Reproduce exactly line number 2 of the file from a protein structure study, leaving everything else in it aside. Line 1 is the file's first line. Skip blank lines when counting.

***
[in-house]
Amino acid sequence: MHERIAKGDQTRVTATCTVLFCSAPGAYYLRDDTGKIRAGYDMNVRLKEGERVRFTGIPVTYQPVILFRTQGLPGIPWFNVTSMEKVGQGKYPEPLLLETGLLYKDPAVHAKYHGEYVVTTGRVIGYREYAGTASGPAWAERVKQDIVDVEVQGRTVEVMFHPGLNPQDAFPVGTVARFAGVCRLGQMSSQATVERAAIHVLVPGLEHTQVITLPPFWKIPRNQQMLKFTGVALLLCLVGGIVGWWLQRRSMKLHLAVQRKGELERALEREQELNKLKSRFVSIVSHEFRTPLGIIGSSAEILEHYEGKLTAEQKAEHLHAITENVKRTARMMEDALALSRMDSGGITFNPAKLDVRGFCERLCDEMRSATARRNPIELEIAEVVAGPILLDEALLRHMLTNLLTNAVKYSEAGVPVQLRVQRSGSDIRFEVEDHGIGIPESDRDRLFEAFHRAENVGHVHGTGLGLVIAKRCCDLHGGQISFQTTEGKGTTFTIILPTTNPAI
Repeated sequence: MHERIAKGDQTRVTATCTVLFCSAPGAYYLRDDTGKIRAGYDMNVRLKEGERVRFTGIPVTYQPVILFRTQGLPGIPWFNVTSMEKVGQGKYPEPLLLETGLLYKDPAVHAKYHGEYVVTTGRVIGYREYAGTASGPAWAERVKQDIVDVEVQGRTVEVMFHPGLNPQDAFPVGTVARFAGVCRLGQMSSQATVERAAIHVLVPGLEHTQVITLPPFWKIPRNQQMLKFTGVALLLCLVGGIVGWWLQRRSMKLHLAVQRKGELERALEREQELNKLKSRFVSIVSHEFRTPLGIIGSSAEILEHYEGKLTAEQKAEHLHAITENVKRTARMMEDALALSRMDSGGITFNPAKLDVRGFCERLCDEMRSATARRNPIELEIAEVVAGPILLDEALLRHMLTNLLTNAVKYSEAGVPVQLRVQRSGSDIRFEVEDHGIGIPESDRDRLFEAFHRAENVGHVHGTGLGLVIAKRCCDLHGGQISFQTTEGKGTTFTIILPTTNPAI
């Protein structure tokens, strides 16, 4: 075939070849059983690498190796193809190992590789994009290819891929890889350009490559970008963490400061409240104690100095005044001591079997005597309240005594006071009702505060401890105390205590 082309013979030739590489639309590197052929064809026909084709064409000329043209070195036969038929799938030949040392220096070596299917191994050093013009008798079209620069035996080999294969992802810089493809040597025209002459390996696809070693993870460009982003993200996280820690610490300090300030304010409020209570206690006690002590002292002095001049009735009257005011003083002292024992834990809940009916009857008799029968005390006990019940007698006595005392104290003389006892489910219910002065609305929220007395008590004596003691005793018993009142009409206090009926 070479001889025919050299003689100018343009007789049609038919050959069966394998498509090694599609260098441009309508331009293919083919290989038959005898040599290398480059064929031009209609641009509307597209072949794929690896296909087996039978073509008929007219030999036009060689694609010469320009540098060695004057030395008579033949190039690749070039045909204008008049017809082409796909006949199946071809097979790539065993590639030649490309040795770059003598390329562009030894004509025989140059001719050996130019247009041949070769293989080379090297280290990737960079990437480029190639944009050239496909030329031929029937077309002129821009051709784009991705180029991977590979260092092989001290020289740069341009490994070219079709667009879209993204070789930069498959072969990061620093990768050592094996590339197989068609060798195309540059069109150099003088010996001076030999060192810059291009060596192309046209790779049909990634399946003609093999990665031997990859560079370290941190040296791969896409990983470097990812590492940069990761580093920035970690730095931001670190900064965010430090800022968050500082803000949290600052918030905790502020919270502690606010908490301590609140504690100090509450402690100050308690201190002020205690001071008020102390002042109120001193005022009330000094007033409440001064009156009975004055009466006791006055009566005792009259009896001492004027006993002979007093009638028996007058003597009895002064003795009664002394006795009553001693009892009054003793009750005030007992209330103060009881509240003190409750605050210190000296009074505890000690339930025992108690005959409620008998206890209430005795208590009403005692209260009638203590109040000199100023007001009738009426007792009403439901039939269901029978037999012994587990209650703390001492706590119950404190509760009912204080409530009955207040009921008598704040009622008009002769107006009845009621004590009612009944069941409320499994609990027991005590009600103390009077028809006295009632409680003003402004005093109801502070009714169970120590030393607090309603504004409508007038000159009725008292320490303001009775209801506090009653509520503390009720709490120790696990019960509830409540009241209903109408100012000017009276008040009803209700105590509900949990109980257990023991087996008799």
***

Amino acid sequence: MHERIAKGDQTRVTATCTVLFCSAPGAYYLRDDTGKIRAGYDMNVRLKEGERVRFTGIPVTYQPVILFRTQGLPGIPWFNVTSMEKVGQGKYPEPLLLETGLLYKDPAVHAKYHGEYVVTTGRVIGYREYAGTASGPAWAERVKQDIVDVEVQGRTVEVMFHPGLNPQDAFPVGTVARFAGVCRLGQMSSQATVERAAIHVLVPGLEHTQVITLPPFWKIPRNQQMLKFTGVALLLCLVGGIVGWWLQRRSMKLHLAVQRKGELERALEREQELNKLKSRFVSIVSHEFRTPLGIIGSSAEILEHYEGKLTAEQKAEHLHAITENVKRTARMMEDALALSRMDSGGITFNPAKLDVRGFCERLCDEMRSATARRNPIELEIAEVVAGPILLDEALLRHMLTNLLTNAVKYSEAGVPVQLRVQRSGSDIRFEVEDHGIGIPESDRDRLFEAFHRAENVGHVHGTGLGLVIAKRCCDLHGGQISFQTTEGKGTTFTIILPTTNPAI